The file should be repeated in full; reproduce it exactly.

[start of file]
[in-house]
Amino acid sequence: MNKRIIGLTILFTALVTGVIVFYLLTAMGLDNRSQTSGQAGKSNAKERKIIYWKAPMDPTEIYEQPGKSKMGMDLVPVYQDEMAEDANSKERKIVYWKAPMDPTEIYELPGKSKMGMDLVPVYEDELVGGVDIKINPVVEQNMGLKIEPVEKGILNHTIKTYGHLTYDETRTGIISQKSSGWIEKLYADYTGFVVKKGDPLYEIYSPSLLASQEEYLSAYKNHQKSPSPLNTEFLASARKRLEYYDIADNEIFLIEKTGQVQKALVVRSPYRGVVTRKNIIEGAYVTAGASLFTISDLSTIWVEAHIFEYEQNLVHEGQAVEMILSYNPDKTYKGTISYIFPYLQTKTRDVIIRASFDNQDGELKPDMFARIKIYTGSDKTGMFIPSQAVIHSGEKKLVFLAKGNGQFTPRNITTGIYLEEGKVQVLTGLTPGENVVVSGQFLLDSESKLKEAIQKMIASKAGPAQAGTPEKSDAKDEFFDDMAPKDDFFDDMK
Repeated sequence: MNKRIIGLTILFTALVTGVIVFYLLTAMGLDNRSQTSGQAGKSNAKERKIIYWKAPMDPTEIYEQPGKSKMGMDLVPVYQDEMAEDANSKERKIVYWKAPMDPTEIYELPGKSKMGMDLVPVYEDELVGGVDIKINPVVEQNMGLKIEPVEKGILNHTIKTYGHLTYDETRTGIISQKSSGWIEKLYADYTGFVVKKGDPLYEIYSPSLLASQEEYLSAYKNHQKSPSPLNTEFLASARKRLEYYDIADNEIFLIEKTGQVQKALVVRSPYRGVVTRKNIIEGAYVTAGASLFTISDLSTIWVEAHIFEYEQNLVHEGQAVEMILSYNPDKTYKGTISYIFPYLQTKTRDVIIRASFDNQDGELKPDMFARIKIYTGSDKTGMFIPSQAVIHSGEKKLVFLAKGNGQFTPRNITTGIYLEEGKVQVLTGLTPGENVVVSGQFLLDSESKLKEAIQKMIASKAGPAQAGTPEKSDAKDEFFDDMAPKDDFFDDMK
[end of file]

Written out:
[in-house]
Amino acid sequence: MNKRIIGLTILFTALVTGVIVFYLLTAMGLDNRSQTSGQAGKSNAKERKIIYWKAPMDPTEIYEQPGKSKMGMDLVPVYQDEMAEDANSKERKIVYWKAPMDPTEIYELPGKSKMGMDLVPVYEDELVGGVDIKINPVVEQNMGLKIEPVEKGILNHTIKTYGHLTYDETRTGIISQKSSGWIEKLYADYTGFVVKKGDPLYEIYSPSLLASQEEYLSAYKNHQKSPSPLNTEFLASARKRLEYYDIADNEIFLIEKTGQVQKALVVRSPYRGVVTRKNIIEGAYVTAGASLFTISDLSTIWVEAHIFEYEQNLVHEGQAVEMILSYNPDKTYKGTISYIFPYLQTKTRDVIIRASFDNQDGELKPDMFARIKIYTGSDKTGMFIPSQAVIHSGEKKLVFLAKGNGQFTPRNITTGIYLEEGKVQVLTGLTPGENVVVSGQFLLDSESKLKEAIQKMIASKAGPAQAGTPEKSDAKDEFFDDMAPKDDFFDDMK
Repeated sequence: MNKRIIGLTILFTALVTGVIVFYLLTAMGLDNRSQTSGQAGKSNAKERKIIYWKAPMDPTEIYEQPGKSKMGMDLVPVYQDEMAEDANSKERKIVYWKAPMDPTEIYELPGKSKMGMDLVPVYEDELVGGVDIKINPVVEQNMGLKIEPVEKGILNHTIKTYGHLTYDETRTGIISQKSSGWIEKLYADYTGFVVKKGDPLYEIYSPSLLASQEEYLSAYKNHQKSPSPLNTEFLASARKRLEYYDIADNEIFLIEKTGQVQKALVVRSPYRGVVTRKNIIEGAYVTAGASLFTISDLSTIWVEAHIFEYEQNLVHEGQAVEMILSYNPDKTYKGTISYIFPYLQTKTRDVIIRASFDNQDGELKPDMFARIKIYTGSDKTGMFIPSQAVIHSGEKKLVFLAKGNGQFTPRNITTGIYLEEGKVQVLTGLTPGENVVVSGQFLLDSESKLKEAIQKMIASKAGPAQAGTPEKSDAKDEFFDDMAPKDDFFDDMK